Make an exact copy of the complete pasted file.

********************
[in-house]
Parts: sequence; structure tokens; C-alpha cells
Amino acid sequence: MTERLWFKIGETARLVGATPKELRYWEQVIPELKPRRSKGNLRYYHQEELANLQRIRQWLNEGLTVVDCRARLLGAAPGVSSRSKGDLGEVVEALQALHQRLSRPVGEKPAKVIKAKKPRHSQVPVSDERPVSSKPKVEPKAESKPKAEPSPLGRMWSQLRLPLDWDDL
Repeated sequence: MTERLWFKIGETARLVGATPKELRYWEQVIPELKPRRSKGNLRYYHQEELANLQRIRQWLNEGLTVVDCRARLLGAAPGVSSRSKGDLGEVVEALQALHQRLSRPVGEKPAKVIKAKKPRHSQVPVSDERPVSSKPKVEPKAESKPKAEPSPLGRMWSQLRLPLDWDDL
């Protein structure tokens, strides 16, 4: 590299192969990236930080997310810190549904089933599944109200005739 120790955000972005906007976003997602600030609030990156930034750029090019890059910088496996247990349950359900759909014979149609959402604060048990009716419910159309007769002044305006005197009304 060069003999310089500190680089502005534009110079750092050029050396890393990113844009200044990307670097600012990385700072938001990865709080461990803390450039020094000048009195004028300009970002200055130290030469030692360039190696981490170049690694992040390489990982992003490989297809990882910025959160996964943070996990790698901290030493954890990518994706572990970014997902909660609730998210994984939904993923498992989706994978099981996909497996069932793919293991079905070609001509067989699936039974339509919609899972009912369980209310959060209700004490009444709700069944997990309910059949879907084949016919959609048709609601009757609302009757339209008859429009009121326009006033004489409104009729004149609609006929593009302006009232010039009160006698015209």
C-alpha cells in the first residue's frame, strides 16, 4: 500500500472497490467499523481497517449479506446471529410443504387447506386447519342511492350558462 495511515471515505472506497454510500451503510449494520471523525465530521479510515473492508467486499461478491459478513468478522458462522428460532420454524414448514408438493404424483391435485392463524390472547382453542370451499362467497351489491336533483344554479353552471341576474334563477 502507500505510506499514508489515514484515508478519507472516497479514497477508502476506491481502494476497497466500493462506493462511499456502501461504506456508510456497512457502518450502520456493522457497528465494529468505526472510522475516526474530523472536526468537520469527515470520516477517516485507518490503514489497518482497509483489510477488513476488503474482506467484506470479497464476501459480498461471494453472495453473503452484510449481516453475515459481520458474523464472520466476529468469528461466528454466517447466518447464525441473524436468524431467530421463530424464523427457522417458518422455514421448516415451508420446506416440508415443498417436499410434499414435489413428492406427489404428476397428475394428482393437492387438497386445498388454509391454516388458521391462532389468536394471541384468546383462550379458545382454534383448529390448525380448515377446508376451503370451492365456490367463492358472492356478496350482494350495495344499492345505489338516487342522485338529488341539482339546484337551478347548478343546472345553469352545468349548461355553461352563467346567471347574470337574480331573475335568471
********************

[in-house]
Parts: sequence; structure tokens; C-alpha cells
Amino acid sequence: MTERLWFKIGETARLVGATPKELRYWEQVIPELKPRRSKGNLRYYHQEELANLQRIRQWLNEGLTVVDCRARLLGAAPGVSSRSKGDLGEVVEALQALHQRLSRPVGEKPAKVIKAKKPRHSQVPVSDERPVSSKPKVEPKAESKPKAEPSPLGRMWSQLRLPLDWDDL
Repeated sequence: MTERLWFKIGETARLVGATPKELRYWEQVIPELKPRRSKGNLRYYHQEELANLQRIRQWLNEGLTVVDCRARLLGAAPGVSSRSKGDLGEVVEALQALHQRLSRPVGEKPAKVIKAKKPRHSQVPVSDERPVSSKPKVEPKAESKPKAEPSPLGRMWSQLRLPLDWDDL
């Protein structure tokens, strides 16, 4: 590299192969990236930080997310810190549904089933599944109200005739 120790955000972005906007976003997602600030609030990156930034750029090019890059910088496996247990349950359900759909014979149609959402604060048990009716419910159309007769002044305006005197009304 060069003999310089500190680089502005534009110079750092050029050396890393990113844009200044990307670097600012990385700072938001990865709080461990803390450039020094000048009195004028300009970002200055130290030469030692360039190696981490170049690694992040390489990982992003490989297809990882910025959160996964943070996990790698901290030493954890990518994706572990970014997902909660609730998210994984939904993923498992989706994978099981996909497996069932793919293991079905070609001509067989699936039974339509919609899972009912369980209310959060209700004490009444709700069944997990309910059949879907084949016919959609048709609601009757609302009757339209008859429009009121326009006033004489409104009729004149609609006929593009302006009232010039009160006698015209």
C-alpha cells in the first residue's frame, strides 16, 4: 500500500472497490467499523481497517449479506446471529410443504387447506386447519342511492350558462 495511515471515505472506497454510500451503510449494520471523525465530521479510515473492508467486499461478491459478513468478522458462522428460532420454524414448514408438493404424483391435485392463524390472547382453542370451499362467497351489491336533483344554479353552471341576474334563477 502507500505510506499514508489515514484515508478519507472516497479514497477508502476506491481502494476497497466500493462506493462511499456502501461504506456508510456497512457502518450502520456493522457497528465494529468505526472510522475516526474530523472536526468537520469527515470520516477517516485507518490503514489497518482497509483489510477488513476488503474482506467484506470479497464476501459480498461471494453472495453473503452484510449481516453475515459481520458474523464472520466476529468469528461466528454466517447466518447464525441473524436468524431467530421463530424464523427457522417458518422455514421448516415451508420446506416440508415443498417436499410434499414435489413428492406427489404428476397428475394428482393437492387438497386445498388454509391454516388458521391462532389468536394471541384468546383462550379458545382454534383448529390448525380448515377446508376451503370451492365456490367463492358472492356478496350482494350495495344499492345505489338516487342522485338529488341539482339546484337551478347548478343546472345553469352545468349548461355553461352563467346567471347574470337574480331573475335568471